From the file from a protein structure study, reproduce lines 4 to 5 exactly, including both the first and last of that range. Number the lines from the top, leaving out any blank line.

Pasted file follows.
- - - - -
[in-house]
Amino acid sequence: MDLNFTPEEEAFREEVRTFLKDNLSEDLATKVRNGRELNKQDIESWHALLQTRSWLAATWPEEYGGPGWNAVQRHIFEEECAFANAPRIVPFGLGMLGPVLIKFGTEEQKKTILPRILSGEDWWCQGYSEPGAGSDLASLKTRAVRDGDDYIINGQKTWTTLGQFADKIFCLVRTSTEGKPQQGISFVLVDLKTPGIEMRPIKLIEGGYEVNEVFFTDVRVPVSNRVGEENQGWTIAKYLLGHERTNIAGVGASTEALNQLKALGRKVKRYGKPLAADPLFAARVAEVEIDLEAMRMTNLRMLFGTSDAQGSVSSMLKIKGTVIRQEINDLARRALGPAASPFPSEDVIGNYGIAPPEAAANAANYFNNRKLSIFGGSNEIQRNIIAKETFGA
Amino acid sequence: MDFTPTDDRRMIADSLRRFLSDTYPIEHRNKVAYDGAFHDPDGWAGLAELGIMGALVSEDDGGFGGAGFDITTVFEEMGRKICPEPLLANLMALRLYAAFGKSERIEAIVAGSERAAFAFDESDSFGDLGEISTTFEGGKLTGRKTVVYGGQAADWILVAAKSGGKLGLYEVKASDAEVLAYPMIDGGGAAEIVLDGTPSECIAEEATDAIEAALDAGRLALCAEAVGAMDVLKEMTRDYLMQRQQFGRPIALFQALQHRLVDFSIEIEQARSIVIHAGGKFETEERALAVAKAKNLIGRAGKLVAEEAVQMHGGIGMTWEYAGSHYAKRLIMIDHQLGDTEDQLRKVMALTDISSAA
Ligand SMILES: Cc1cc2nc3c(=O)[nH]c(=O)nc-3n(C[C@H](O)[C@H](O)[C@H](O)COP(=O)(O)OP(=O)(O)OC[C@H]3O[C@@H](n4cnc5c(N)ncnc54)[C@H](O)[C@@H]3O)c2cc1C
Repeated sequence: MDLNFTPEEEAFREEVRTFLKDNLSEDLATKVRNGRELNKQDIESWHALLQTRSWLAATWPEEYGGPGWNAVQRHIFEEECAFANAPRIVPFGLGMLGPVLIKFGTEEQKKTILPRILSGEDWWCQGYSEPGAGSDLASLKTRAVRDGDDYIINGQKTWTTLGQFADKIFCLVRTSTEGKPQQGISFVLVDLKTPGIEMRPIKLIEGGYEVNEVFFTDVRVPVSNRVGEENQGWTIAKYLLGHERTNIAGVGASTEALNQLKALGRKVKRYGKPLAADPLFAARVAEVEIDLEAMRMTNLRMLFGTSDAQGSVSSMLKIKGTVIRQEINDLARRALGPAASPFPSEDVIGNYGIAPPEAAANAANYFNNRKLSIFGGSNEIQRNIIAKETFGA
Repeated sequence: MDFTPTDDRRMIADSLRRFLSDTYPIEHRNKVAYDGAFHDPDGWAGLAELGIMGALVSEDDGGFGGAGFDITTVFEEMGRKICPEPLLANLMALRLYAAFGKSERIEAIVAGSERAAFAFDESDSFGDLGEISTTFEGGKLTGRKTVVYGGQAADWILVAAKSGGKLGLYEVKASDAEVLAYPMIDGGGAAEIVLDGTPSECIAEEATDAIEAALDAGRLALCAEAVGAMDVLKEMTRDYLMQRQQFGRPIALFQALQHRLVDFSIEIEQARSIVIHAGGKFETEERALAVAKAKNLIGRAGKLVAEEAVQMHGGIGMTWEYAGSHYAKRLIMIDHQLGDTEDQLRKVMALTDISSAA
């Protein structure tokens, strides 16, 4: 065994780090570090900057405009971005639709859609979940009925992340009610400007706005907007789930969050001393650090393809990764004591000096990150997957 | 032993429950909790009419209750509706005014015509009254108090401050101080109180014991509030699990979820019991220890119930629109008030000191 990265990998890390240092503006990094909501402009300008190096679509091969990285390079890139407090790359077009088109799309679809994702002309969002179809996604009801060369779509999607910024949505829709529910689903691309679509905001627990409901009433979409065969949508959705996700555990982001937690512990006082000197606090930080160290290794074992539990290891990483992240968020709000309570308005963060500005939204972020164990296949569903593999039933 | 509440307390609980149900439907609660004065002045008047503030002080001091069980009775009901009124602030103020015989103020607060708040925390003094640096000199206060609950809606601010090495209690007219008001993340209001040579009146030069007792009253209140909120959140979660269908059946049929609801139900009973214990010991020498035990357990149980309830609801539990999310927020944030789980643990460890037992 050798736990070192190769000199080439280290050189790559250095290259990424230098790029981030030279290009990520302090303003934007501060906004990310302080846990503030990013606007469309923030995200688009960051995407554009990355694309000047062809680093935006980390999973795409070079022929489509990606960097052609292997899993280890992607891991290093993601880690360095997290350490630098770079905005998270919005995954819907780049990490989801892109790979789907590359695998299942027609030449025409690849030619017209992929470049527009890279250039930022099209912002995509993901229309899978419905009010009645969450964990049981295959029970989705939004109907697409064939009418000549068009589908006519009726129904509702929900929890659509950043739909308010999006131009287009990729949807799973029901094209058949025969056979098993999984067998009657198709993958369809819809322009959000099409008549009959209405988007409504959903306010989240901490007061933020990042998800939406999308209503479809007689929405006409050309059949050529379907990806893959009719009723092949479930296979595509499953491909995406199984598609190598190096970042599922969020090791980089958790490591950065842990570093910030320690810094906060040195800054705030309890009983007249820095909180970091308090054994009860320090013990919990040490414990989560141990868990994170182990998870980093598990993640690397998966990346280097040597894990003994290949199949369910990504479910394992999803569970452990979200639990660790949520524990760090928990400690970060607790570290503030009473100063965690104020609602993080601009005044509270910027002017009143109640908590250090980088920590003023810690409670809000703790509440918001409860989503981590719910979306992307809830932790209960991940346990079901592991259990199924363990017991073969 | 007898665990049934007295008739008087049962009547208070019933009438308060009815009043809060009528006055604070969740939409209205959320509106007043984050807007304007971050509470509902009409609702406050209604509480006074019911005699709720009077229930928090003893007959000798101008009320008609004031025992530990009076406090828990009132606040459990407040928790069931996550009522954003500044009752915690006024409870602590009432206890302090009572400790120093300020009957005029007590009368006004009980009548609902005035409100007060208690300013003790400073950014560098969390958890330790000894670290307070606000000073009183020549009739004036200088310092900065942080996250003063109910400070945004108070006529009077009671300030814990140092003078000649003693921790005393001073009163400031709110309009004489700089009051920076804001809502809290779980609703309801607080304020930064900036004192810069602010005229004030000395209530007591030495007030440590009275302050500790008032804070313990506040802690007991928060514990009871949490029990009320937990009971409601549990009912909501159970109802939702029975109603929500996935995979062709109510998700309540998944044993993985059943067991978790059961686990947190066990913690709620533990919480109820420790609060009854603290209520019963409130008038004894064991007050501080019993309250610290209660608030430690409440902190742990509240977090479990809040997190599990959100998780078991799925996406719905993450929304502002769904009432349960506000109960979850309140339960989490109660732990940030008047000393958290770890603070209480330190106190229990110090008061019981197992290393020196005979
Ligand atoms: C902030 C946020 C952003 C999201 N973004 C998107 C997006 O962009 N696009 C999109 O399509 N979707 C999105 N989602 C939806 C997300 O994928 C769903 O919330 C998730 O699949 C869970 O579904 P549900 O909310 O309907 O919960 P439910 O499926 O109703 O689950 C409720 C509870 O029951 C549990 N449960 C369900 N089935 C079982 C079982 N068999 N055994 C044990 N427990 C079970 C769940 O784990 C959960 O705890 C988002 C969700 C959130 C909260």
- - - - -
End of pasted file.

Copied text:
Ligand SMILES: Cc1cc2nc3c(=O)[nH]c(=O)nc-3n(C[C@H](O)[C@H](O)[C@H](O)COP(=O)(O)OP(=O)(O)OC[C@H]3O[C@@H](n4cnc5c(N)ncnc54)[C@H](O)[C@@H]3O)c2cc1C
Repeated sequence: MDLNFTPEEEAFREEVRTFLKDNLSEDLATKVRNGRELNKQDIESWHALLQTRSWLAATWPEEYGGPGWNAVQRHIFEEECAFANAPRIVPFGLGMLGPVLIKFGTEEQKKTILPRILSGEDWWCQGYSEPGAGSDLASLKTRAVRDGDDYIINGQKTWTTLGQFADKIFCLVRTSTEGKPQQGISFVLVDLKTPGIEMRPIKLIEGGYEVNEVFFTDVRVPVSNRVGEENQGWTIAKYLLGHERTNIAGVGASTEALNQLKALGRKVKRYGKPLAADPLFAARVAEVEIDLEAMRMTNLRMLFGTSDAQGSVSSMLKIKGTVIRQEINDLARRALGPAASPFPSEDVIGNYGIAPPEAAANAANYFNNRKLSIFGGSNEIQRNIIAKETFGA